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You are here : 3-RX.com > Medical Encyclopedia > Tests and Exams > Blood Typing

Blood Typing

Alternate Names : Cross Matching, Rh Typing, ABO Blood Typing

Overview & Description | Preparation & Expectations | Results and Values

Blood typing is performed to determine a person's blood type. This determined by the type of antigens or markers that are on the surface of red blood cells (either "A" or "B") and if there are antibodies to a portion of the blood type known as the Rh factor (either "positive" or "negative").

In the case of a transfusion, a person's blood type needs to be compatible with the donor's blood type or an allergic-type reaction can occur. It is also important to know the Rh factor status when a man and a woman are having a baby. If a pregnant woman is Rh negative and her baby is Rh positive, the mother's immune system can sometimes attack the baby's blood cells because of the differing blood types. All pregnant women should have a blood test to see if they are at risk. This is done as part of routine prenatal care. An injection of Rho D Immune Globulin can be given during pregnancy to prevent this reaction, which may be harmful to the baby.

Who is a candidate for the test?

All pregnant woman and all those who need a transfusion need this test. All donated blood has this blood type test performed on it so that donor and recipient blood types match. Paternity testing often involves blood typing, which may or may not be able to prove if someone could be the parent of a child. There are other, rarer indications for blood typing, such as genetic studies.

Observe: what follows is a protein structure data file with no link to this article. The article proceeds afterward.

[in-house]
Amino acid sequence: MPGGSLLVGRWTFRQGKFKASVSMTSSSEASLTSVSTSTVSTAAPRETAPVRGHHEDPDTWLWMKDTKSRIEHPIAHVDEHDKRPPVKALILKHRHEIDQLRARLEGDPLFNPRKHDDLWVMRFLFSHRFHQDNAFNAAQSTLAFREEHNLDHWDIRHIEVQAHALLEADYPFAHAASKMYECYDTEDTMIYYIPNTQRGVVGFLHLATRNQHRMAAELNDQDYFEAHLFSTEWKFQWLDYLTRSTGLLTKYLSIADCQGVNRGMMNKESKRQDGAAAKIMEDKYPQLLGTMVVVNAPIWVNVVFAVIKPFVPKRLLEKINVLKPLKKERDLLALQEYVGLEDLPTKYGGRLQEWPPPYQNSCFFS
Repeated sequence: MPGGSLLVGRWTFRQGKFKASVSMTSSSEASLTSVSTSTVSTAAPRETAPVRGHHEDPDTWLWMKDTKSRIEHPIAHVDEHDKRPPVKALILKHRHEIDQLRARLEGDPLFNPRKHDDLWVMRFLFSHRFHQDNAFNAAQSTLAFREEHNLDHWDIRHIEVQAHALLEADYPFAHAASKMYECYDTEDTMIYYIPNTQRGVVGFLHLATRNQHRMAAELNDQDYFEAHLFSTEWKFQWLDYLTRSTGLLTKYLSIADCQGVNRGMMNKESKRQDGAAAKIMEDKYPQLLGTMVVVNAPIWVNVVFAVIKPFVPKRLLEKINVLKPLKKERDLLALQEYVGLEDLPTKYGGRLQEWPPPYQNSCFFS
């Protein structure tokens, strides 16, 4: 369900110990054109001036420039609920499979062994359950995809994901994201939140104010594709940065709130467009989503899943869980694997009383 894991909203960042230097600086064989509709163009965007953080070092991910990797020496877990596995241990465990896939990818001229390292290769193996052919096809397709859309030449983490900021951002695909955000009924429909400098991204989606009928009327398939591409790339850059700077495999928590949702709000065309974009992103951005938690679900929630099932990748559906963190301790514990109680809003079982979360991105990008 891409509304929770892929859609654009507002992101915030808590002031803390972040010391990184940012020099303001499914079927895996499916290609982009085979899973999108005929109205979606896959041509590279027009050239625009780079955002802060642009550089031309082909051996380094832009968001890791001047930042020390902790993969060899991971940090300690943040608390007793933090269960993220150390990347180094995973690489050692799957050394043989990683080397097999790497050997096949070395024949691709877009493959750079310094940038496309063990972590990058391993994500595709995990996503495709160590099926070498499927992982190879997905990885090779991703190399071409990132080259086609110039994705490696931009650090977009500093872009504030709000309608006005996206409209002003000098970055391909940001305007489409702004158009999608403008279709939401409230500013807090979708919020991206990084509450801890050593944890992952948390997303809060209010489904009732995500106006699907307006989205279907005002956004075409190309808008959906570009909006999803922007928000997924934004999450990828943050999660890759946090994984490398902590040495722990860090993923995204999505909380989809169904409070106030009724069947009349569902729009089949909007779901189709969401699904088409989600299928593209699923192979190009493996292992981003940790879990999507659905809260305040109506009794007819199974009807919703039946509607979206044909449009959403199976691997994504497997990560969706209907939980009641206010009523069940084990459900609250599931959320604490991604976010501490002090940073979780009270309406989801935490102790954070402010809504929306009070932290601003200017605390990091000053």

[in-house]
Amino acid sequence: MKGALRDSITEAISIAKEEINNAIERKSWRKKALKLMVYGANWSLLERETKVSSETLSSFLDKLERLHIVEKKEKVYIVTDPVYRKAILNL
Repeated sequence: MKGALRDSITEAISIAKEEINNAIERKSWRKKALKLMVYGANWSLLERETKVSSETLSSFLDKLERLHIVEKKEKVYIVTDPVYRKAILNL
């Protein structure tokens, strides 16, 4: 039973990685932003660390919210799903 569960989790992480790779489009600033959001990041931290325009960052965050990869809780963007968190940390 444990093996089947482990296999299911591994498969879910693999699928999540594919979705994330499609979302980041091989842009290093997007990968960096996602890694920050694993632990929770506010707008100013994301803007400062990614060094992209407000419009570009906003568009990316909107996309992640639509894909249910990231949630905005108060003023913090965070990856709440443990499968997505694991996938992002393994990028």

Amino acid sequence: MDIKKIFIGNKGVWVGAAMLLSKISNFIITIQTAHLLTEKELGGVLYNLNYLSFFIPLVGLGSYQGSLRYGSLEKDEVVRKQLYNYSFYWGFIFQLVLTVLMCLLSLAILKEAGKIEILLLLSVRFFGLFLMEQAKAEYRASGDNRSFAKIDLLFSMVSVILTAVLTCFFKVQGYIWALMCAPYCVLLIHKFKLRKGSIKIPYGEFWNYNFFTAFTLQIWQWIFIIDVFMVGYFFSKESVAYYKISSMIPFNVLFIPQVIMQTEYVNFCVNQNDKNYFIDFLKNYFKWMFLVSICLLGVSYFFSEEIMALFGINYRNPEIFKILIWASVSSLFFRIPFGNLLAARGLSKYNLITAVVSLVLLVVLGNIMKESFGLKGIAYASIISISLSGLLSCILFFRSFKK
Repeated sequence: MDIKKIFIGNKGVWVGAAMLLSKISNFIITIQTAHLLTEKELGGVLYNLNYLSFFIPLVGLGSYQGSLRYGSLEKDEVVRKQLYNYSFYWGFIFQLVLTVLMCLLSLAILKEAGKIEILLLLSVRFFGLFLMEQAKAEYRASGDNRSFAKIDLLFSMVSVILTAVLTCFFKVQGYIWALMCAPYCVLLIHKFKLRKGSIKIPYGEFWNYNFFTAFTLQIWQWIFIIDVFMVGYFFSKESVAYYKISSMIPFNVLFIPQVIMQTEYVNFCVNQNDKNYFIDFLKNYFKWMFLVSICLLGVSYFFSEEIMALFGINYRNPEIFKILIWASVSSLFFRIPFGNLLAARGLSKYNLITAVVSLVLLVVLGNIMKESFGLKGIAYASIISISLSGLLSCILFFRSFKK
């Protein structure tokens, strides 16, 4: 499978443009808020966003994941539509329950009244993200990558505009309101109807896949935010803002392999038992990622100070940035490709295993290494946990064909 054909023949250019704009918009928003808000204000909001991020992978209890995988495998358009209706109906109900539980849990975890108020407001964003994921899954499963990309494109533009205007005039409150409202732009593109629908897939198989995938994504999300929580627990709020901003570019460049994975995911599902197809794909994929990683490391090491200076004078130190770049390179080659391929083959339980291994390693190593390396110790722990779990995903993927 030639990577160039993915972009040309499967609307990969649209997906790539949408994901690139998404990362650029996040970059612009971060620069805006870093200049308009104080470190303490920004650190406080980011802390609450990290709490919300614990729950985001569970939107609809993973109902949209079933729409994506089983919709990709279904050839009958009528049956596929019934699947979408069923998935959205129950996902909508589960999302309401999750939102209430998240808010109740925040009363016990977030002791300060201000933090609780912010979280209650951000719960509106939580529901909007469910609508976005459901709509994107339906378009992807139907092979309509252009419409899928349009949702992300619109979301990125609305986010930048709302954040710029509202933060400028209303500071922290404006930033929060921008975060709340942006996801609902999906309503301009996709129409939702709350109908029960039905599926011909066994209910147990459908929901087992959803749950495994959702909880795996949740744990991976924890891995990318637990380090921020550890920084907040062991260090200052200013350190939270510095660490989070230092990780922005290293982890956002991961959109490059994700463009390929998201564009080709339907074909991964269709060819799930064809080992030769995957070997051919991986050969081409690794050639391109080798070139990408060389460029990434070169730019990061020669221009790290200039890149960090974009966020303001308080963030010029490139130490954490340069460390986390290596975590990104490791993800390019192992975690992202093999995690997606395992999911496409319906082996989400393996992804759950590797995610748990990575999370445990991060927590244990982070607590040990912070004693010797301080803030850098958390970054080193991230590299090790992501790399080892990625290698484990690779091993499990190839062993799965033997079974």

How is the test performed?

A blood sample is taken from a vein on the forearm or hand. First, the skin over the vein is cleaned with an antiseptic. Next, a strong rubber tube, or "tourniquet," is wrapped around the upper arm. This enlarges the veins in the lower arm by restricting blood flow through them. A fine needle is gently inserted into a vein, and the tourniquet is removed. Blood flows from the vein through the needle, and is collected in a syringe or vial for testing in the laboratory. After the needle is withdrawn, the puncture site is covered with a bandage for a short time to prevent bleeding.

Both Rh typing and ABO typing are done on the blood sample in the laboratory to determine the blood type.

Rh typing: The blood is mixed with serum containing anti-Rh antibodies. If the blood clots, then the blood contains Rh antigens, and it is known as Rh-positive. If the blood does not clot, it does not contain Rh antigens, and it is known as Rh-negative.

ABO typing: The ABO typing process consists of forward and reverse typing.

In forward typing a sample of the blood is mixed with serum that contains antibodies against type A blood ("anti-A serum"). Another sample of blood is then mixed with serum that contains antibodies against type B blood ("anti-B serum"). Patterns of clotting are observed and recorded.

In reverse typing a sample of blood is mixed with type A and type B blood, and clotting patterns are observed and recorded.


Next section


Blood Typing: Preparation & Expectations

Author: David T. Moran, MD
Reviewer: Adam Brochert, MD
Date Reviewed: 09/20/01

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